Has someone else already done this?
As an inventor, one of your first thoughts when you come up with the Mother of All Ideas is probably, Has someone else already done this? The only way to know for sure if you're the first is through a patent search. The search will tell you if your idea has been patented already and, if so, whether the patent is still in force. Here's how you do it.Different Ways To Patent Search For Inventions
Here are three tutorials on the three basic ways to conduct a patent search. Remember these are introductory tutorials, and not a substitute for an advanced or professional patent search. Patent Search by Patent Number: This is the easiest way to find out about an invention! Patent Search by the Inventor's Name: This sometimes requires a little detective work, but you can do it! Patent Search Using Words: This is the most challenging and fun way to look for inventions!Is my invention already patented?
Determine if your invention is novel by doing a "prior art" or patent search, find out if someone else has already patented your idea. An inventor or hired professional can conduct a search of the USPTO records.The Do-It-Yourself Patent Search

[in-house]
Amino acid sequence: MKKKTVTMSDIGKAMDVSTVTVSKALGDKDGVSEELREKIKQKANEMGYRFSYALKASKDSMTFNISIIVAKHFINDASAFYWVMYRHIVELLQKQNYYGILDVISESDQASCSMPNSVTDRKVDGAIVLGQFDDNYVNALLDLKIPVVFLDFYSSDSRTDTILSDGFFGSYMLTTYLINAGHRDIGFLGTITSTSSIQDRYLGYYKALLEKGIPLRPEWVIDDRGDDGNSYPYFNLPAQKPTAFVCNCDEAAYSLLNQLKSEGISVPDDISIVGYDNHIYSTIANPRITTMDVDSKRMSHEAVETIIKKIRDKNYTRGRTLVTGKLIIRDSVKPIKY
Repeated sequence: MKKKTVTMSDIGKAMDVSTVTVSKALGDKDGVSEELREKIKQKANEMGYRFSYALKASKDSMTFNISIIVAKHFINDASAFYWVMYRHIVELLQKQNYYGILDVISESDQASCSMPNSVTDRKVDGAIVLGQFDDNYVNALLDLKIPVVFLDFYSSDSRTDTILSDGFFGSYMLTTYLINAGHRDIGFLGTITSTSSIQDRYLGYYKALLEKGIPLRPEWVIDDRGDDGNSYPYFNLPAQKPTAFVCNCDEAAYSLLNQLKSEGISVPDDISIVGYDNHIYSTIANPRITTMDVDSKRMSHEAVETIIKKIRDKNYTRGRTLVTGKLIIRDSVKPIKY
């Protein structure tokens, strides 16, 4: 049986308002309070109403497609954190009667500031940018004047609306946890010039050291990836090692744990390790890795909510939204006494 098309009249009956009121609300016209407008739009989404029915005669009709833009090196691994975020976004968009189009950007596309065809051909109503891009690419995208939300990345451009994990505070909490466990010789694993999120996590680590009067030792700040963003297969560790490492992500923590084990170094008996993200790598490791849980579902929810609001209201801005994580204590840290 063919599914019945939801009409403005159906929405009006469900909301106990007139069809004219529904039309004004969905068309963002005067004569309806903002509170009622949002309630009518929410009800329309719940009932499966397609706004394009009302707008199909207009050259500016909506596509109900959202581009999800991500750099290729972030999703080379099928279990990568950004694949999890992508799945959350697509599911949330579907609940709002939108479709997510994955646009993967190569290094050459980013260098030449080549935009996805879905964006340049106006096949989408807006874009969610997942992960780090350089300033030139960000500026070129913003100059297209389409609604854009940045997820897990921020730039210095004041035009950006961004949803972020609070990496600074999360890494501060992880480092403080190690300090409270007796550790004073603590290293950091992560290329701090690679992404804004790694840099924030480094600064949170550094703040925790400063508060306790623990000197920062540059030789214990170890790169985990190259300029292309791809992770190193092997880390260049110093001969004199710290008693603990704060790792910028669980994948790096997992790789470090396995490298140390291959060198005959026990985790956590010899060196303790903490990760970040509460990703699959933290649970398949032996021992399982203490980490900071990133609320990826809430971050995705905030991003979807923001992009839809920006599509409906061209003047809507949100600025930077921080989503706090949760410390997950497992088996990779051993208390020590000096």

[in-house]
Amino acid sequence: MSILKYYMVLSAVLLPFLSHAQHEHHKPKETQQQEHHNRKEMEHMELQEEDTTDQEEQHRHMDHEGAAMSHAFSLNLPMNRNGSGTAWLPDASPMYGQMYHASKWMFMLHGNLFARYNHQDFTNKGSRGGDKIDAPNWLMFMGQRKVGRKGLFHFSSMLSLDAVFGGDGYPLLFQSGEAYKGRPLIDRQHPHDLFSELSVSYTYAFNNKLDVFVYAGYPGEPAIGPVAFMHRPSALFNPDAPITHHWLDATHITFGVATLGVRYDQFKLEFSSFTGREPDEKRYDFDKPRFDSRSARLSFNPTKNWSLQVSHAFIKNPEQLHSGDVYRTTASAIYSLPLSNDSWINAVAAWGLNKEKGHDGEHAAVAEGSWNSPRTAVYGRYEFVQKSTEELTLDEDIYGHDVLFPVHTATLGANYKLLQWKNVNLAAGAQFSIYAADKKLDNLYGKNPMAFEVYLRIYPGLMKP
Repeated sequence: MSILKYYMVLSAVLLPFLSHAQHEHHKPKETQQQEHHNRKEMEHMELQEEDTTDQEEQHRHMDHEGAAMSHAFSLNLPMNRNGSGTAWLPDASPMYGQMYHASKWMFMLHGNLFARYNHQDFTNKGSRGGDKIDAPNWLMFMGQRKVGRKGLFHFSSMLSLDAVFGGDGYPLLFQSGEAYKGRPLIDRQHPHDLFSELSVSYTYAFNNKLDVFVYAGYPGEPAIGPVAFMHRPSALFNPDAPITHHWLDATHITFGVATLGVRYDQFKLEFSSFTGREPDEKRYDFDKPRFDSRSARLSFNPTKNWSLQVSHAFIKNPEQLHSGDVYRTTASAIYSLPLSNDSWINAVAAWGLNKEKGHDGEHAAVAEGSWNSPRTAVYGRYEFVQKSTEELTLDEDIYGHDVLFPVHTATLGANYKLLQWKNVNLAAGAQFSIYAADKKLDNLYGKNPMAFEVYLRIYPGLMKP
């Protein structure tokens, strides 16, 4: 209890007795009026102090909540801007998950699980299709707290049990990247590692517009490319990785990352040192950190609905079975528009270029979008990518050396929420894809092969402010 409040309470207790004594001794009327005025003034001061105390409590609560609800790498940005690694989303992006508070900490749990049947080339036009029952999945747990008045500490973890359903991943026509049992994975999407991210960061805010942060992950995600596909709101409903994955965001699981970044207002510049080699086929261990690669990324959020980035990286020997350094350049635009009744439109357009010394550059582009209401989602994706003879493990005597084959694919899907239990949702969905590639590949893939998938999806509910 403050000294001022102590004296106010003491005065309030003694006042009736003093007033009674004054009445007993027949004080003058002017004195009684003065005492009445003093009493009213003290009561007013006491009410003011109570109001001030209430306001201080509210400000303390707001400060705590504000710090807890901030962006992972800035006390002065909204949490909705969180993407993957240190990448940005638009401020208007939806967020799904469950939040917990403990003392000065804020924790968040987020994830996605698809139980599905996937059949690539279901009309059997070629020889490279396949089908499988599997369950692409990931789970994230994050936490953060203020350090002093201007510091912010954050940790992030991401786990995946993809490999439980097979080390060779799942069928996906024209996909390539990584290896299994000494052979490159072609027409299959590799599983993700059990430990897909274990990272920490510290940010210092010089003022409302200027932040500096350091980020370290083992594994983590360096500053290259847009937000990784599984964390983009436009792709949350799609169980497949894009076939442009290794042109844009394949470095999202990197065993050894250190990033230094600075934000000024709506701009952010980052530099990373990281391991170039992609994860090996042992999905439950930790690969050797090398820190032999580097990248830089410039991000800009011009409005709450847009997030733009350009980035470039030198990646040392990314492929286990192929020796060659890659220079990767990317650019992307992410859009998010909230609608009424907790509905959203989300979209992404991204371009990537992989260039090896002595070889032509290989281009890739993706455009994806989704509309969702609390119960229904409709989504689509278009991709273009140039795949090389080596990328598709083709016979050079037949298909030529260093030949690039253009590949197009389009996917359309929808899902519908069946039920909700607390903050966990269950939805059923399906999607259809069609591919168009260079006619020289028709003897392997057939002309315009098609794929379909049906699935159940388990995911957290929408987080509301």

If you decide to do the patent search yourself, you have several search methods available: The USPTO (United States Patent Trade Office) Public Search Facility. The USPTO operates a Patent Public Search Facility located in Alexandria, Virginia. Here every U.S. patent granted since 1790 may be searched and examined. Many inventors like to make at least one pilgrimage to the Patent Public Search Facility. It's located fewer than 15 minutes from National Airport by taxi; Metro Rail serves it off the Blue and Yellow lines, King Street Station; and several hotels are within walking distance, so it's easy to get to and around.Provisional Application
If you have a patentable invention, filing a provisional patent application can provide temporary protection of your intellectual property rights while you develop your idea further or seek funding. Provisional applications have a lower fee than non-provisional applications -- and you don't have to make formal claims or provide the same level of detail about your invention. Additionally, provisional applicants don't have to wait for the USPTO to examine the contents of the application. Your provisional application is valid 12 months from the date you file it -- and you can use the phrase "patent pending" in connection with your invention during that time.